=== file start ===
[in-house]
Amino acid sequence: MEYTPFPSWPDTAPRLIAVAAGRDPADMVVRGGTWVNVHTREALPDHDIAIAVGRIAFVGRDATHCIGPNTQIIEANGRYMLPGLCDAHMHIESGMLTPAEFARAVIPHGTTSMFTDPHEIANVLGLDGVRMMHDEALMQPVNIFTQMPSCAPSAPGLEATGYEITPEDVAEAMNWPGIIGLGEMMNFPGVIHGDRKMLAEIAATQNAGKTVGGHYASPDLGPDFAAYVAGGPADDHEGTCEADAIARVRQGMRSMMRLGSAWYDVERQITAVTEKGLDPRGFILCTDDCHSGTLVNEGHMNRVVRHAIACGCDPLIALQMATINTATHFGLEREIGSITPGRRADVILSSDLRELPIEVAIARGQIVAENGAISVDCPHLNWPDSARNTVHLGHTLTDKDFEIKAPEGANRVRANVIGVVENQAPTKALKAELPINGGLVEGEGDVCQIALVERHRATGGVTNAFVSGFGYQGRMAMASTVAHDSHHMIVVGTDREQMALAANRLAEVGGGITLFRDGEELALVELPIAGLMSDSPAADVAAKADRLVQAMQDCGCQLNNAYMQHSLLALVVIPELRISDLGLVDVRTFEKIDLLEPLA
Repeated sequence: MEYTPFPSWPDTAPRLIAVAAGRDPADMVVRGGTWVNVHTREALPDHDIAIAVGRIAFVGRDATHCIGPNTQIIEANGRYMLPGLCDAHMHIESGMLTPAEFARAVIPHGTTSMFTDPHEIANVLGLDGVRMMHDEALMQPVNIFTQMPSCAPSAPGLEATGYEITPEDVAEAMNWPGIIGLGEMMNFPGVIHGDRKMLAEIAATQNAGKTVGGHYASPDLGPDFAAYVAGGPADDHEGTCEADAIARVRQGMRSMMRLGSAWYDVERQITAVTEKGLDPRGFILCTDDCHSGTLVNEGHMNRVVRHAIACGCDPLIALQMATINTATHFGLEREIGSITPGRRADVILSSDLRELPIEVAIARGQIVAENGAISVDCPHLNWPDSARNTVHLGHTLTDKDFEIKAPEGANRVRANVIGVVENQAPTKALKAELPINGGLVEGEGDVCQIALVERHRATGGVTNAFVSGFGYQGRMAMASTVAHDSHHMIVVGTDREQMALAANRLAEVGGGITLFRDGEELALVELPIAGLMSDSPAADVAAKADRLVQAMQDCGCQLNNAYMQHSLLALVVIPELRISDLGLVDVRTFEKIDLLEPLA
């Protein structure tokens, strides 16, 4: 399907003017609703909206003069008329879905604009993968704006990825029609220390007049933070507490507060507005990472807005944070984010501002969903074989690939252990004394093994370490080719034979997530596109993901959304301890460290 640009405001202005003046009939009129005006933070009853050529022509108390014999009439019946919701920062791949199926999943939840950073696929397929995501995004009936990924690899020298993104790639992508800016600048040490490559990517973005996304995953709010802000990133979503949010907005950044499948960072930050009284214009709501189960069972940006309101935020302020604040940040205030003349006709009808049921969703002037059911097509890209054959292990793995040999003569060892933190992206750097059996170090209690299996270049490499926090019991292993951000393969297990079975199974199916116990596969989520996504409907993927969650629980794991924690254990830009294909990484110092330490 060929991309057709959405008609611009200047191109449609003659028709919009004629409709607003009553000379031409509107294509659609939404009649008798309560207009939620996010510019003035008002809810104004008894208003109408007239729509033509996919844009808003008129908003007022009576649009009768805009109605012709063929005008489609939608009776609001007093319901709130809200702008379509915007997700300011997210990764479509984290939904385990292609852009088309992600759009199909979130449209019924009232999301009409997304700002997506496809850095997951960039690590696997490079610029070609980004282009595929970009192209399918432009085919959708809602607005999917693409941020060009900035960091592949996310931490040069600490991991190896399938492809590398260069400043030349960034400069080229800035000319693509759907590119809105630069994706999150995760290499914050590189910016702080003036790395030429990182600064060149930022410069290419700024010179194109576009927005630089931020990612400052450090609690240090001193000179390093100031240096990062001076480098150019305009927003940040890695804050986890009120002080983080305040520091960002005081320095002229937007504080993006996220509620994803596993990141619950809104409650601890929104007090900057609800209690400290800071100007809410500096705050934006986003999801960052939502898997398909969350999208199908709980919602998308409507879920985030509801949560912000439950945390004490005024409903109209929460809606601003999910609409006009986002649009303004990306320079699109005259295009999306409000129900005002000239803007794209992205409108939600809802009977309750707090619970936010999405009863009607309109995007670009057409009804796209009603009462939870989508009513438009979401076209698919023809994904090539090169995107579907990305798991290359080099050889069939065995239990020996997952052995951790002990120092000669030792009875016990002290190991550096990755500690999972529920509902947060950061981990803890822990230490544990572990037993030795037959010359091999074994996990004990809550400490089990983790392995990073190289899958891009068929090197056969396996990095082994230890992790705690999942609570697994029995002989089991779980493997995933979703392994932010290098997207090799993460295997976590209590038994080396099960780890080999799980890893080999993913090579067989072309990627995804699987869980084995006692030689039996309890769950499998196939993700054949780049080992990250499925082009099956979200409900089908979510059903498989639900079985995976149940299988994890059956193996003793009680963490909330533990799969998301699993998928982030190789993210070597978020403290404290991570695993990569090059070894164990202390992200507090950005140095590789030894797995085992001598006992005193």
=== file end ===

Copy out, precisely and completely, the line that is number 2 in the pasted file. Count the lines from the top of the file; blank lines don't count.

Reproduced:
Amino acid sequence: MEYTPFPSWPDTAPRLIAVAAGRDPADMVVRGGTWVNVHTREALPDHDIAIAVGRIAFVGRDATHCIGPNTQIIEANGRYMLPGLCDAHMHIESGMLTPAEFARAVIPHGTTSMFTDPHEIANVLGLDGVRMMHDEALMQPVNIFTQMPSCAPSAPGLEATGYEITPEDVAEAMNWPGIIGLGEMMNFPGVIHGDRKMLAEIAATQNAGKTVGGHYASPDLGPDFAAYVAGGPADDHEGTCEADAIARVRQGMRSMMRLGSAWYDVERQITAVTEKGLDPRGFILCTDDCHSGTLVNEGHMNRVVRHAIACGCDPLIALQMATINTATHFGLEREIGSITPGRRADVILSSDLRELPIEVAIARGQIVAENGAISVDCPHLNWPDSARNTVHLGHTLTDKDFEIKAPEGANRVRANVIGVVENQAPTKALKAELPINGGLVEGEGDVCQIALVERHRATGGVTNAFVSGFGYQGRMAMASTVAHDSHHMIVVGTDREQMALAANRLAEVGGGITLFRDGEELALVELPIAGLMSDSPAADVAAKADRLVQAMQDCGCQLNNAYMQHSLLALVVIPELRISDLGLVDVRTFEKIDLLEPLA